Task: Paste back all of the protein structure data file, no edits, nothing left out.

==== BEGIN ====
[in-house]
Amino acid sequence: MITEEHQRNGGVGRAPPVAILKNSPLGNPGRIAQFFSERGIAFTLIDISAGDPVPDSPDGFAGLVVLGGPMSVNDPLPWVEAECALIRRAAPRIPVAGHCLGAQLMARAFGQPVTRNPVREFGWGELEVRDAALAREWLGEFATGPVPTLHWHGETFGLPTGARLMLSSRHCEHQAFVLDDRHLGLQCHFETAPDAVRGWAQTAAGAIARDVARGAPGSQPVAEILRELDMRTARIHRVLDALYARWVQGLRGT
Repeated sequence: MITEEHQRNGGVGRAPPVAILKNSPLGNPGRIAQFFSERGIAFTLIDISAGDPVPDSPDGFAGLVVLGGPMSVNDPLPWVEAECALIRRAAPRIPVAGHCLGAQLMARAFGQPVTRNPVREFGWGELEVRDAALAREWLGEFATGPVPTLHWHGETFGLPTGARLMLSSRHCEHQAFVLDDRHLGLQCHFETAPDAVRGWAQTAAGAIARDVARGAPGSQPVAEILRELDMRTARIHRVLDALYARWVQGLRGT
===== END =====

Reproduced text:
[in-house]
Amino acid sequence: MITEEHQRNGGVGRAPPVAILKNSPLGNPGRIAQFFSERGIAFTLIDISAGDPVPDSPDGFAGLVVLGGPMSVNDPLPWVEAECALIRRAAPRIPVAGHCLGAQLMARAFGQPVTRNPVREFGWGELEVRDAALAREWLGEFATGPVPTLHWHGETFGLPTGARLMLSSRHCEHQAFVLDDRHLGLQCHFETAPDAVRGWAQTAAGAIARDVARGAPGSQPVAEILRELDMRTARIHRVLDALYARWVQGLRGT
Repeated sequence: MITEEHQRNGGVGRAPPVAILKNSPLGNPGRIAQFFSERGIAFTLIDISAGDPVPDSPDGFAGLVVLGGPMSVNDPLPWVEAECALIRRAAPRIPVAGHCLGAQLMARAFGQPVTRNPVREFGWGELEVRDAALAREWLGEFATGPVPTLHWHGETFGLPTGARLMLSSRHCEHQAFVLDDRHLGLQCHFETAPDAVRGWAQTAAGAIARDVARGAPGSQPVAEILRELDMRTARIHRVLDALYARWVQGLRGT